American Impressionism: An exhibition shows how Monet and Degas influenced a generation of artists

An exhibition in Edinburgh shows how the big impressionists influenced a generation of American artists. There are treasures among the imitations

Adrian Hamilton
Sunday 31 August 2014 23:05 BST
Branch out: ‘In the Orchard’ (1891) by Edmund C Tarbell
Branch out: ‘In the Orchard’ (1891) by Edmund C Tarbell (Terra Foundation for American Art)

It’s a brave curator that can put on show his national artists against the originals which influenced them and hope to emerge with reputations intact. Even more so when the originals are the French Impressionists whom almost everyone knows and loves. Yet that is what the organisers of a new exhibition, American Impressionism, now on display at the Scottish National Museum of Modern Art in Edinburgh, are clearly intending.

The aim of the show is to delineate, and promote, the generation of young American artists who went to Paris in the 1870s to 1890s and returned – or in some cases stayed – imbued with the lessons and examples of the French masters revolutionising the art scene with their ideas of light and modernity. The danger is that all it does is reinforce the French view that the rest of the world remained mere imitators – unless they became, like Mary Cassatt, honorary Frenchmen.

Going through the first rooms of this show and viewing many of the pictures, you might well feel the French were right. Kick off an exhibition with Edgar Degas’ unfinished A Nanny in the Luxembourg Gardens, with its brilliant balance and diminishing perspective, or one of Monet’s imposing Haystacks and set them against John Leslie Breck’s studies of the same subject and there is no doubting who were the masters.

But then it’s wrong to see a show such as this as a talent competition between the Old World and the New, although James Abbott McNeill Whistler, John Singer Sargent and Mary Cassatt could vie in works with the best of them. Rather the exhibition sets out to examine the way in which the young generation of eager American artists came to the artistic capital of the painting world and how they responded to the great flowering of art going on there.

Making waves: ‘Summertime’ (1894) by Mary Cassatt (Terra Foundation for American Art)

Impressionism has become so set in the imagination of the West from biscuit tins to T-shirts that is easy to think of it as some cohesive movement which artists from other parts of Europe and across the Atlantic came to copy and learn from. But it was never that, although its major figures knew each other and regularly met. Edouard Manet, usually regarded as its precursor, never actually showed in any of their group exhibitions and followed a course of colour very much his own.

Degas, who showed in seven of the eight exhibitions, was always more concerned with composition than light. Claude Monet could be said to be quite the opposite. What united them was more than anything a shared rejection of past classicism and monumentality and a determination to portray the new world of bourgeois bustle and ease that was growing up around them. Looking at these artists you could learn quite different lessons of technique and subject matter – the dense colours and combinations of Manet, the perspectives of Degas, the subtleties of effect of Monet or indeed the radical designs of the Japanese wood block artists so admired by the French impressionists.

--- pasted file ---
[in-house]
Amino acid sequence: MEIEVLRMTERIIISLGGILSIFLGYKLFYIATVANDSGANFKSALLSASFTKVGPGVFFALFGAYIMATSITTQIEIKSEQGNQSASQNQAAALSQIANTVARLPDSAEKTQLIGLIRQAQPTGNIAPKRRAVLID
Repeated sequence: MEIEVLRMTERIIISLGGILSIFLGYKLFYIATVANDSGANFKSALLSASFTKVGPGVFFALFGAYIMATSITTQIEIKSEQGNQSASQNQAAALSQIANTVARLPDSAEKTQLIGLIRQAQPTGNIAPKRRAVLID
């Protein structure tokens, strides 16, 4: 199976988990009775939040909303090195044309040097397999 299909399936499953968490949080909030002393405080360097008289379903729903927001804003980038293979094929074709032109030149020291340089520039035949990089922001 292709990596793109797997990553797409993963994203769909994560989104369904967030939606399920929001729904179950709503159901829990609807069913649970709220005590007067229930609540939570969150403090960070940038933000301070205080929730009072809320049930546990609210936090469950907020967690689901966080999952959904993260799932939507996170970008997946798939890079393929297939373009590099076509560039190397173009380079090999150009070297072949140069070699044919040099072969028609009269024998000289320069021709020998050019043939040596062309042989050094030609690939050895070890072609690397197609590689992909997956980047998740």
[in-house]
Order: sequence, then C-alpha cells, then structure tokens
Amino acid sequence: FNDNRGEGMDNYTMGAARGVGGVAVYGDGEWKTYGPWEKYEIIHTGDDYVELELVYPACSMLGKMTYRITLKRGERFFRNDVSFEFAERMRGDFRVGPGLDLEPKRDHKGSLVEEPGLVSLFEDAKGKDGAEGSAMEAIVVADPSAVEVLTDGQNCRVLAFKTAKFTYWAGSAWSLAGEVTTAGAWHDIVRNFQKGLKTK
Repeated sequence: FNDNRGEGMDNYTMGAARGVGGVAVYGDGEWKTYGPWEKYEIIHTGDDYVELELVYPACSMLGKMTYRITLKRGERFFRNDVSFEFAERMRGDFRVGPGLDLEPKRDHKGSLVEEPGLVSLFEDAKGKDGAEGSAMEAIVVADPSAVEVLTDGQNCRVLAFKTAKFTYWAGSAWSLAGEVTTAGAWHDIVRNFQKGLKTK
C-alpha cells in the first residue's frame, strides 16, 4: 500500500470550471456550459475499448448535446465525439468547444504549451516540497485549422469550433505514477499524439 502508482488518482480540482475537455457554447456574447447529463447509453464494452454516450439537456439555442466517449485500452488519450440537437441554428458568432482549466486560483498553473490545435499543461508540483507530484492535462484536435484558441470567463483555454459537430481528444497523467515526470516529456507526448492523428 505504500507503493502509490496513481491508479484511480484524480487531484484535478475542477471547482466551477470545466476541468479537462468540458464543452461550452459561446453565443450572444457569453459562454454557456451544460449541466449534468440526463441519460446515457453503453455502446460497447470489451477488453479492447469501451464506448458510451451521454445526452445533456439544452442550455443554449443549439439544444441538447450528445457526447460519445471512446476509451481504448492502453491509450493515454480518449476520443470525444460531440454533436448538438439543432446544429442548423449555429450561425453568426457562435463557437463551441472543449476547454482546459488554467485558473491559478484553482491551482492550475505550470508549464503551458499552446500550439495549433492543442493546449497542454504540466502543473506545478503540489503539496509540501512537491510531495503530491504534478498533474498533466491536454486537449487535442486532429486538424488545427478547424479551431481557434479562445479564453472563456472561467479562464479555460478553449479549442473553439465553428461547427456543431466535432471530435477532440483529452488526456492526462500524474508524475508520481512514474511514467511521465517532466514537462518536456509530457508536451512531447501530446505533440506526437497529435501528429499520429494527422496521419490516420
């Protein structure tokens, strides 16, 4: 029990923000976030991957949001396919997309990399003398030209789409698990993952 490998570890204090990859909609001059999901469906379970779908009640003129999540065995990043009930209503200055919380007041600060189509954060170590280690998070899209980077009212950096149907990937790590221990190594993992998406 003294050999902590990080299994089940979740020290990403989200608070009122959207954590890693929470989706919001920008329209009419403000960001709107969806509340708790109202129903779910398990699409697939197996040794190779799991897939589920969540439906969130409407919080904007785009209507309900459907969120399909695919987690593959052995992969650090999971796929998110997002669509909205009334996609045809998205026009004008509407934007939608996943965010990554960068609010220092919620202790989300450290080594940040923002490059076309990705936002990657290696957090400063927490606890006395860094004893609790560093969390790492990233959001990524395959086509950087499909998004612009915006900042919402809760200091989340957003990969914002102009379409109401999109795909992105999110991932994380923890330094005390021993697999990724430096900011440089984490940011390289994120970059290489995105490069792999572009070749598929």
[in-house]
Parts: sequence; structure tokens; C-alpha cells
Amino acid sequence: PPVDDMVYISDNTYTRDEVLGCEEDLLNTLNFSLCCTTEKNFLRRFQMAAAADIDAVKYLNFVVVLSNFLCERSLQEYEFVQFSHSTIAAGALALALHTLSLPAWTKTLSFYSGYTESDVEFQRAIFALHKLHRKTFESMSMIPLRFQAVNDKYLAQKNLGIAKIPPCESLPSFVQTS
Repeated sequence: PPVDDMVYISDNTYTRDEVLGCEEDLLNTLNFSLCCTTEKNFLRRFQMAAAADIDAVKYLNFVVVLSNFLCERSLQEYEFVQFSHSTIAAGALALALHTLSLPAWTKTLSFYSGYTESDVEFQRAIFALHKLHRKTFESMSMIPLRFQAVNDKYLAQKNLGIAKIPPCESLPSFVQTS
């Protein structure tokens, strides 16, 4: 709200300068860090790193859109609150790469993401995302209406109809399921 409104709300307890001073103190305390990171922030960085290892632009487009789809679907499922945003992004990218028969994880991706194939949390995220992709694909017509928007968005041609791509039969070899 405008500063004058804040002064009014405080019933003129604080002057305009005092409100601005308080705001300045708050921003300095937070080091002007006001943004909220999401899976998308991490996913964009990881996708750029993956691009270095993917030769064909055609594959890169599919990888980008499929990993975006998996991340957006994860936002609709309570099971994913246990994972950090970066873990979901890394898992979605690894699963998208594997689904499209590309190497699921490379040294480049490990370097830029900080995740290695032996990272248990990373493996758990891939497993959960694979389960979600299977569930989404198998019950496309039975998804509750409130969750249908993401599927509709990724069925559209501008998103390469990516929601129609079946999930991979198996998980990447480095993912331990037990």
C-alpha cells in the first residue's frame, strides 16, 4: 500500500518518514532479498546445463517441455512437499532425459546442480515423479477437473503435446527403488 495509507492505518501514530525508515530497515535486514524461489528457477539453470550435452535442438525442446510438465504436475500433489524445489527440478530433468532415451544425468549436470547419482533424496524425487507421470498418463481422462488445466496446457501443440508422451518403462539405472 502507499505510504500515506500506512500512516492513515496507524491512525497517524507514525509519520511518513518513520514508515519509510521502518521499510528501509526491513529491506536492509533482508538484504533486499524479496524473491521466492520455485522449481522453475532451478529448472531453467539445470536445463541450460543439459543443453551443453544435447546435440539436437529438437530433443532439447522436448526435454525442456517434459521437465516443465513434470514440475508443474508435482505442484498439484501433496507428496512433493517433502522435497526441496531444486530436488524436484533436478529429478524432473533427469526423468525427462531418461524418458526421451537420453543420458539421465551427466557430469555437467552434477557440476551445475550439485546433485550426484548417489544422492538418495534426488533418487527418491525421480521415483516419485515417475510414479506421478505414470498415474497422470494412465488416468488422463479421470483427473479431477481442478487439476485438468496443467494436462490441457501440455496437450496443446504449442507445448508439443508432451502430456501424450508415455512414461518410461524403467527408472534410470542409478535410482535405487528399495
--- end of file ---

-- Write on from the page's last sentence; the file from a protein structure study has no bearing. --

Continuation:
The United States, fresh out of the Civil War and eager to take its place in the wider world, provided the bulk of foreign artists descending on Paris. Urged on by their teachers at home instructing them to go out and learn from the vibrant centres of a Paris being rebuilt after the devastations of the Franco-Prussian war, they descended on the Ecole des Beaux Arts and the Acadamie Julien as well as the studios of teaching artists, much as US writers collected together in Paris after the Second World War. Tending to stick together they gathered en masse at Giverny, where Monet had made his home, grumbling (justly as it often turned out) at the way they would copy his latest works and suspicious (also with some justice) of their advances on his four step-daughters.

Far from being immediate devotees of the impressionists, most of them actually studied with older salon artists such as Carolus-Duran or Manet’s teacher, Thomas Couture. Only a few grew intimate with the inner circle of the Impressionist leaders, Degas, Monet and Pissarro and then mostly those such as James Abbott McNeill Whistler and John Singer Sargent who could speak fluent French. Other than Sargent, Theodore Robinson was one of the few American artists who descended on Giverny for the summer who were allowed into the Monet household. Others like Leslie Breck were banished when they became too intimate with his female charges or were felt to be copying too closely the great man’s oeuvre.